I could go on and get into the issue of defining sexual violence and how certain definitions at the very least once made fully gender-neutral (which is by no means the easiest thing to do) end up implying the existence of male victims of sexual violence.

    As an example, since penetration of a vagina with a dildo without consent is a form of sexual violence, a penis being made to penetrate a fleshlight without consent is a form of sexual violence. More generally, being made to penetrate any object without consent whatsoever is a form of sexual violence. From that it follows that being made to penetrate something like a gomco clamp, or many of the other commonly used devices used on child’s penises are sexual violence. The prevalence of circumcision is extremely high in many places, especially the United States. And thus little more comes as needed to end up saying that your gender feminist position on sexual violence is more wrong than right. And then your opponents can, will, and do throw in the prison statistics about sexual violence.

    It does come as plausible that circumcision when performed on minors can and often do have effects on adult men (there does exist research to back this up), since all too often their culture never helped them to recognize them as traumatic at any point in time or to even recognize it as trauma. Then all too many of them get re-victimized by their culture telling them they were never victims in any sort of way. Thus, circumcision is also a men’s issue, in addition to being a boy’s issue.

    If you want to have a focus on female victims of sexual violence that is one thing. Even the most exclusionary people sometimes do help others.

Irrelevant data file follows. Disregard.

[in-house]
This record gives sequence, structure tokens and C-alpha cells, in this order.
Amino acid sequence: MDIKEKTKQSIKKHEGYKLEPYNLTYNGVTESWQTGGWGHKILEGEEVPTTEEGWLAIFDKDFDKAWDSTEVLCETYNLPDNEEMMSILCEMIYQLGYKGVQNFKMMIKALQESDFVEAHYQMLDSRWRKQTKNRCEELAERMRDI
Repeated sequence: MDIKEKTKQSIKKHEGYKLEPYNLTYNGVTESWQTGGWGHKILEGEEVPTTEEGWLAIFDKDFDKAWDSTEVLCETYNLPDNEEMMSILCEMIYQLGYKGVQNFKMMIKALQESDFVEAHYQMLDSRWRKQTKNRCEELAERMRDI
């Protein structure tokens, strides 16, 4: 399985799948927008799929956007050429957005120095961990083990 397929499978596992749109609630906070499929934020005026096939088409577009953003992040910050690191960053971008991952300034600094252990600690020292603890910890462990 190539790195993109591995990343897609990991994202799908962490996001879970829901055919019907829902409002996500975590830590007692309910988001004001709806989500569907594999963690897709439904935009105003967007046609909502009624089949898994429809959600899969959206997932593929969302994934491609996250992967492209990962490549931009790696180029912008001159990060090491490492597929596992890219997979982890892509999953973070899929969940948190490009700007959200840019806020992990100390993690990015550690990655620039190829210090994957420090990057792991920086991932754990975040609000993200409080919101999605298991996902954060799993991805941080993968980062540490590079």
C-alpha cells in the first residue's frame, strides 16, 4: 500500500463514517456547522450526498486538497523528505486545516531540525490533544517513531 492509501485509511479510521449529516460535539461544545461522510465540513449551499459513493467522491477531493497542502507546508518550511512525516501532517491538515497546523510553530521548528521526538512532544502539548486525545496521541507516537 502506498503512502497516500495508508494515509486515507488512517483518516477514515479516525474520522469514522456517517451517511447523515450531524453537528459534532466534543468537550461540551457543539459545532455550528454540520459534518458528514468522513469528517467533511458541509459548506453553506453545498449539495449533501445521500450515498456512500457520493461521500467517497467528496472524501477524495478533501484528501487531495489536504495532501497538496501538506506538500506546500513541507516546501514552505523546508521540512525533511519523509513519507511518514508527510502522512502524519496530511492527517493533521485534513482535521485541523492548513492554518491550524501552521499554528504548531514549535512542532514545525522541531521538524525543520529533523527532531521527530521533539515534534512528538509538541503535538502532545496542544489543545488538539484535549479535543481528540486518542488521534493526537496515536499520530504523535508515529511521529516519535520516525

But if you think that sexual violence is a problem unique to females or even predominantly speaking a female issue, you are either wrong or engaging in speculation without having a sufficient basis for making the claim that sexual violence is predominately a female issue. If you and other gender feminists want to find a unique societal issue that predominately affects women, you simply need to look elsewhere.

    • DaniParadis says:

      The product is targeted for women, as are the majority of the anti-rape devices. I’ve never seen one targeted at men. Men aren’t taught to avoid being sexually assaulted as a general rule. Focusing on the issue as it was positioned (to prevent date rape of women) relies on a few cultural assumptions around femininity and polish. Could men wear the nail polish? Sure but that’s not going to help reduce sexual assault for them either.

      I don’t believe focusing one post and relating my experience actually being raped excludes all male victims as a whole. These devices are what exclude male and non-binary rape victims.